The best way to get to and from the Monza circuit is to use the train service before switching to the shuttle bus service, although, prepare to get your walking boots on. It can take up to 30 minutes to make your way from the shuttle bus to your seat.
Trains depart from Milano Centrale, Milano Porto Garibaldi and Sesto San Giovanni stations for Stazione di Monza on each day of the race weekend. A train runs approximately every 15 minutes to Monza station and the journey takes approximately 30 minutes.
Upon arrival to Monza station, a black shuttle bus service runs on the Fridays 07:30-20:00, Saturday 07:00-20:00 and Sunday 06:30-20:00 and costs €5 return per day.
Driving to Monza is also pretty straightforward using the motorway network, but please make sure your GPS systems are up to date.
Address: Autodromo Nazionale Monza, Viale di Vedano, 5, 20900 Monza MB, Italy
Monza is absolutely steeped in Formula 1 history and has a reputation of providing some very close finishes over the years. In fact, the closest finish in F1 history happened at Monza all the way back in 1971 when Peter Gethin won by a mere 0.01 seconds. The top five were separated by just six tenths.
Two years earlier, in 1969, Jackie Stewart beat Jochen Rindt by 0.08 seconds and the finish of the 1993 event was one of the most jaw-dropping finales of all time.
Minardi team-mates Christian Fittipaldi and Pierluigi Martini collided as they approached the chequered flag, forcing the former's car to backflip before it landed back on its wheels.
Monza was also the venue that Niki Lauda made his iconic return at in 1976 just six weeks after nearly losing his life in a fiery crash at the Nurburgring.
The 2019 race also went down as a memorable one, especially when considering the Scuderia's history at their home race. Charles Leclerc's love affair with the tifosi escalated ten-fold when he ended a nine-year wait to see a Ferrari driver on the top step of the podium in front of a sea of red.
2020 was another dramatic Italian Grand Prix. Sir Lewis Hamilton was all set to become the most successful driver in Monza history, that was until he picked up a stop-go penalty for entering the pit lane while closed.
2021 followed the trend of Italian GP classics, as Daniel Ricciardo struck back against his critics by returning McLaren to the top step of the podium, while team-mate Lando Norris crossed the line P2, marking McLaren's first one-two finish since Canada 2010.
There was also the not-so-small matter of title rivals Hamilton and Max Verstappen collided at the opening chicane, leaving both drivers beached in the gravel and out of the race.
Driver with most wins
Michael Schumacher - 5 wins (1996, 1998, 2000, 2003, 2006)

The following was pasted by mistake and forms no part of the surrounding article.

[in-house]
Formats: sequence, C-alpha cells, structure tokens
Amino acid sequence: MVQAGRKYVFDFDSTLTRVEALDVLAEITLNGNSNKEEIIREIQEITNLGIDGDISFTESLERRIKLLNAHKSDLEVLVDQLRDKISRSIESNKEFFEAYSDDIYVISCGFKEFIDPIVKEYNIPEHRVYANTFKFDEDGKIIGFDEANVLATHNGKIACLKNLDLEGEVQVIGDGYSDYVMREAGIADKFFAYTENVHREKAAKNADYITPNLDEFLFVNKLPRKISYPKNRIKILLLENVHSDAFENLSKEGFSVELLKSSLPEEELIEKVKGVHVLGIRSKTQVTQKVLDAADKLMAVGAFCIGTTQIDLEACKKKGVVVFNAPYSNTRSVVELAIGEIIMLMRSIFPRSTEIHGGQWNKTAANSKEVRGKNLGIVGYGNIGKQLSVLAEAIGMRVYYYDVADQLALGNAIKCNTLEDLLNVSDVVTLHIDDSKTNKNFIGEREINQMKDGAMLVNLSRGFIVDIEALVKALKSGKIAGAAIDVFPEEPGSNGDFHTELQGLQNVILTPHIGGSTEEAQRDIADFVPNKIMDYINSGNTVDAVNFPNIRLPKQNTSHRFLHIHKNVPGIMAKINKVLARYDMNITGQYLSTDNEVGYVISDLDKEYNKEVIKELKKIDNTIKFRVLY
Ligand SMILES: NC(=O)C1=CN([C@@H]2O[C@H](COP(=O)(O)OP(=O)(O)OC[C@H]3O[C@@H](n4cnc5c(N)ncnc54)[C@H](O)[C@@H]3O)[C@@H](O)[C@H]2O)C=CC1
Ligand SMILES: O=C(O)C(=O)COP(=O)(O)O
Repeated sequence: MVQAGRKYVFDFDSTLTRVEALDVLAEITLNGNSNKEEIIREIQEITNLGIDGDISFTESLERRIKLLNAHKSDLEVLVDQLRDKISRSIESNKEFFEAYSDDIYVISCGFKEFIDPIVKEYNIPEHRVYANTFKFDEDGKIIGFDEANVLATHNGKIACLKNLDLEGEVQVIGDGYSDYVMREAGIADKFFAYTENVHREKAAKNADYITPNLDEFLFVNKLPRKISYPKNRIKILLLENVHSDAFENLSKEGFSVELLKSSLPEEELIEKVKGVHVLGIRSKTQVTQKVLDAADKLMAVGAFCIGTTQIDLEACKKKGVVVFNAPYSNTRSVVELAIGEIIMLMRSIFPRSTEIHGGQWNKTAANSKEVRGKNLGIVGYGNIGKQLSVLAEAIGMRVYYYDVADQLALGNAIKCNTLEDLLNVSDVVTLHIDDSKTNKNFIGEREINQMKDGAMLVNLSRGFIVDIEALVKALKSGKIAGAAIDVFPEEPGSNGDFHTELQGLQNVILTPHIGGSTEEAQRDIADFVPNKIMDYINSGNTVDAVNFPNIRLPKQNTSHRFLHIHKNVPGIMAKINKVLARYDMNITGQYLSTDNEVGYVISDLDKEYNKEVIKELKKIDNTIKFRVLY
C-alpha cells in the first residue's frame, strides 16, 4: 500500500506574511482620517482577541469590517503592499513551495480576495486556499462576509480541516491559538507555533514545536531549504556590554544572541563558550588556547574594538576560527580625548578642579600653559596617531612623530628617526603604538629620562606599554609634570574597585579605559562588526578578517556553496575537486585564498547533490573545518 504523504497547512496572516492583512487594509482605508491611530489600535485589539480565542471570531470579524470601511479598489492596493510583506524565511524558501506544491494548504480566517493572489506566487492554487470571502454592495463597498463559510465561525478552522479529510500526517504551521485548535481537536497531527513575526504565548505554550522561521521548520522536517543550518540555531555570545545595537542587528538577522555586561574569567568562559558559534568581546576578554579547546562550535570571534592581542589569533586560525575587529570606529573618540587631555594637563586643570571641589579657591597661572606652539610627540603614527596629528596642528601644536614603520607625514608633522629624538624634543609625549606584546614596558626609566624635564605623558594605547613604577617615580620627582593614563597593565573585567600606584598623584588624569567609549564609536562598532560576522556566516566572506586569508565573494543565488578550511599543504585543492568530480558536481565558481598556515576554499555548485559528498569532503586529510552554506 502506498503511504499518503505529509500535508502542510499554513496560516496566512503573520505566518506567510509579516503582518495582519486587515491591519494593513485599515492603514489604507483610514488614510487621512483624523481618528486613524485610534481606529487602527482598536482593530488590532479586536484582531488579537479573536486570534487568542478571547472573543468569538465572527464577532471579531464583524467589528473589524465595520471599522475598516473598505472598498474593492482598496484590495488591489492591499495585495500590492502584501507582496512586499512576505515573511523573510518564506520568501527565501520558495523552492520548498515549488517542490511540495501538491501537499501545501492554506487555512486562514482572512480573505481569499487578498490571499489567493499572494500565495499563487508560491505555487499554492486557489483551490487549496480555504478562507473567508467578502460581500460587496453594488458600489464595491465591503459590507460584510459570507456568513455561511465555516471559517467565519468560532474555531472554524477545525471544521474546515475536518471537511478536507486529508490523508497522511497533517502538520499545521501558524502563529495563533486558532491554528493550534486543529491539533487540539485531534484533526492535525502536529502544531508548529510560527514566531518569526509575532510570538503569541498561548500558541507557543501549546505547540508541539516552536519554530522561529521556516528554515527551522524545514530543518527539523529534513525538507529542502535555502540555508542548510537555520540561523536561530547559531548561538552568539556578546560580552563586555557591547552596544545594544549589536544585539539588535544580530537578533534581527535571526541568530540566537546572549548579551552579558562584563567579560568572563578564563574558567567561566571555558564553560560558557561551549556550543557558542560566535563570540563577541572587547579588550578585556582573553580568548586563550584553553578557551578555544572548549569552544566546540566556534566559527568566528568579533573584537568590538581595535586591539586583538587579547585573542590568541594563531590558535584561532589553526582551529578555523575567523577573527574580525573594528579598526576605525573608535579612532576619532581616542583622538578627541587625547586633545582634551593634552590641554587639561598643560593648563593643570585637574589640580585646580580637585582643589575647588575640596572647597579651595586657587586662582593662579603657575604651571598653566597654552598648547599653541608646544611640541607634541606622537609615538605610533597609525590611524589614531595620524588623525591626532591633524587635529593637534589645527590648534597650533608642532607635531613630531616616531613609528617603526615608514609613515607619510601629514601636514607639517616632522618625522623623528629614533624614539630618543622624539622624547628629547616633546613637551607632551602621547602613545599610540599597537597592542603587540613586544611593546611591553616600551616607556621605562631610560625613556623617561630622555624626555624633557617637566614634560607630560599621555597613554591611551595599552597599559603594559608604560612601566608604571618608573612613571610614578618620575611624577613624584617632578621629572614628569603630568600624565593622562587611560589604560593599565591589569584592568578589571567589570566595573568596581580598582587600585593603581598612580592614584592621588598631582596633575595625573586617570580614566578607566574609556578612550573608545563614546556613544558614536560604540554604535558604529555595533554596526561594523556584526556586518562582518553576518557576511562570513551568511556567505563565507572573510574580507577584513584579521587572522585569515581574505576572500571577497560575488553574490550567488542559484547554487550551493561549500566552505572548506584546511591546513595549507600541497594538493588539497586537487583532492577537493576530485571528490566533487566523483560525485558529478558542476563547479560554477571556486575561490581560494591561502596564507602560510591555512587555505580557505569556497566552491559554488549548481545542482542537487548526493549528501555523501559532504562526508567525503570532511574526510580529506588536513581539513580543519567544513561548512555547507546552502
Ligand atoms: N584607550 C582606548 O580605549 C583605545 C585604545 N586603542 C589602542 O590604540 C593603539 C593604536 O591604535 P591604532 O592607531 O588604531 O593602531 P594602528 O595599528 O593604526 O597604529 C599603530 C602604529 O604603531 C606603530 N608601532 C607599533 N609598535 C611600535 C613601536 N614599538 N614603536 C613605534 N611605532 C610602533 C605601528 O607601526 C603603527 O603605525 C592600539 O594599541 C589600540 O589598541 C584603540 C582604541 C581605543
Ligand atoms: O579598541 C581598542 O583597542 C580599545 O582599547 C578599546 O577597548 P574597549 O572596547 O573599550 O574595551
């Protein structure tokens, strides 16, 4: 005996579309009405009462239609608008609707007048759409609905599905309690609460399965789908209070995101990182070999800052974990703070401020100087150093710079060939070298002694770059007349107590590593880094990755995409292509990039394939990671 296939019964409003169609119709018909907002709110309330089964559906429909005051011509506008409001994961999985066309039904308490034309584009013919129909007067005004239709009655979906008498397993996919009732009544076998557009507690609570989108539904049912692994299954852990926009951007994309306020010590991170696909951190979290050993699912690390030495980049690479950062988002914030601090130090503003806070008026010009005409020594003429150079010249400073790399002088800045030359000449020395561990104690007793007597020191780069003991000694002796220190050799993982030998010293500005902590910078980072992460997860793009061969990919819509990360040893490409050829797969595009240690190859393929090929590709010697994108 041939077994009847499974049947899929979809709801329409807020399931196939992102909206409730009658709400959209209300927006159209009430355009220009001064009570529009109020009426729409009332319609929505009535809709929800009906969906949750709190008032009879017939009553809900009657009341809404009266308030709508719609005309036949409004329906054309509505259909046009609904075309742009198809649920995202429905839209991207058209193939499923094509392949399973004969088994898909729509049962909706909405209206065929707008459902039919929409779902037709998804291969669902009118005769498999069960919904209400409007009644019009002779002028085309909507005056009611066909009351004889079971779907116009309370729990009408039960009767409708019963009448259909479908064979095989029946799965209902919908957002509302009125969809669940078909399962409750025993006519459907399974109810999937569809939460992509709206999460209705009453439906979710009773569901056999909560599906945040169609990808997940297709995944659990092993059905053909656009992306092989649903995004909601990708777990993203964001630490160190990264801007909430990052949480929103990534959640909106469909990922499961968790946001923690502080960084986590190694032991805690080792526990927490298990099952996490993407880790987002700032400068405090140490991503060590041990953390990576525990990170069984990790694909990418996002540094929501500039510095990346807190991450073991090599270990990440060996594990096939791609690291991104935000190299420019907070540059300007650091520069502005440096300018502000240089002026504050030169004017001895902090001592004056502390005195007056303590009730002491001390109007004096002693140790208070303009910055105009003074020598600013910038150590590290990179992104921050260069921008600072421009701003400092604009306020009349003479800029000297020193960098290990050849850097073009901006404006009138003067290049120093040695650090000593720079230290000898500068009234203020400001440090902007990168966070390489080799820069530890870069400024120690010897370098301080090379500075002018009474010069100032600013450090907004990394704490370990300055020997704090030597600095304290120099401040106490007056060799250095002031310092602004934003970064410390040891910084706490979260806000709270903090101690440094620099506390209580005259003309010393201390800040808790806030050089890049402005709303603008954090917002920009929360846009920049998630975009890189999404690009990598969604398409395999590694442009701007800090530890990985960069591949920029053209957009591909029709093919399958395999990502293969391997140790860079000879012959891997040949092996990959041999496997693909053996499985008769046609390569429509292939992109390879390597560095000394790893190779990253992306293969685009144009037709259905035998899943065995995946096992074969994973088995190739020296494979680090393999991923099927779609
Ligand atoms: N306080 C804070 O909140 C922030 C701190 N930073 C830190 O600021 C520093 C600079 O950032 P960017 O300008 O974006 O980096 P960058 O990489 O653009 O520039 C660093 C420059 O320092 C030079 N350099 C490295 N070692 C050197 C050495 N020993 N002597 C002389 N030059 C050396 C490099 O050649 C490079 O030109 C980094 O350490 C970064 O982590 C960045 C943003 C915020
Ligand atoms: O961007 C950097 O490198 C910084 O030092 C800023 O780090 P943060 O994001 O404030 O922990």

Lewis Hamilton - 5 wins (2012, 2014, 2015, 2017, 2018)
Nelson Piquet - 4 wins (1980, 1983, 1986, 1987)
Juan Manuel Fangio - 3 wins (1953, 1954, 1955)
Stirling Moss - 3 wins (1956, 1957, 1959)
Ronnie Peterson - 3 wins (1973, 1974, 1976)
Alain Prost - 3 wins (1981, 1985, 1989)
Rubens Barrichello - 3 wins (2002, 2004, 2009)
Sebastian Vettel - 3 wins (2008, 2011, 2013)
Teams with most wins
Ferrari - 19 times (1951, 1952, 1960, 1961, 1964, 1966, 1970, 1975, 1979, 1988, 1996, 1998, 2000, 2002, 2003, 2004, 2006, 2010, 2019)
McLaren - 11 times (1968, 1984, 1985, 1989, 1990, 1992, 1997, 2005, 2007, 2012, 2021)
Mercedes - 7 times (1954, 1955, 2014, 2015, 2016, 2017, 2018)
Williams - 6 times (1986, 1987, 1991, 1993, 1994, 2001)
Lotus - 5 times (1963, 1972, 1973, 1974, 1977)
Last 10 wins
2022 - Max Verstappen, Red Bull
2021 - Daniel Ricciardo, McLaren
2020 - Pierre Gasly, AlphaTauri
2019 - Charles Leclerc, Ferrari
2018 - Lewis Hamilton, Mercedes
2017 - Lewis Hamilton, Mercedes
2016 - Nico Rosberg, Mercedes
2015 - Lewis Hamilton, Mercedes
2014 - Lewis Hamilton, Mercedes
2013 - Sebastian Vettel, Red Bull
Monza F1 circuit fastest lap
The current race lap record at the Autodromo Nazionale di Monza is held by Rubens Barrichello, who set a fastest time of 1:21.046 on his way to clinching victory for Ferrari on their home soil in 2004.
But the outright lap record came in qualifying in 2020 from Lewis Hamilton, setting Formula 1's fastest ever lap by average speed with a 1:18.887, at an average of 264.362 km/h (164.267 mph).
Daniel Ricciardo: "Monza is full of crazy Italian fans. I love them all and it’s nice to get a bit of extra love from them with my Italian roots. The track is beautiful, high speed and awesome. I’ve done some of my best overtaking moves there."
Max Verstappen: "Monza is fast, very fast. It is an old school track, one of the few left, so racing somewhere with such history is quite special and I always look forward to going back there. The highlights of the circuit for me are the last chicane, Ascari, and the final corner, Curva Parabolica."
Charles Leclerc: "I’ve never been on a podium with so many people underneath it. And to see that the whole straight was full of people, 99% red, was great to see. Hearing them cheering, singing brings a lot of emotion."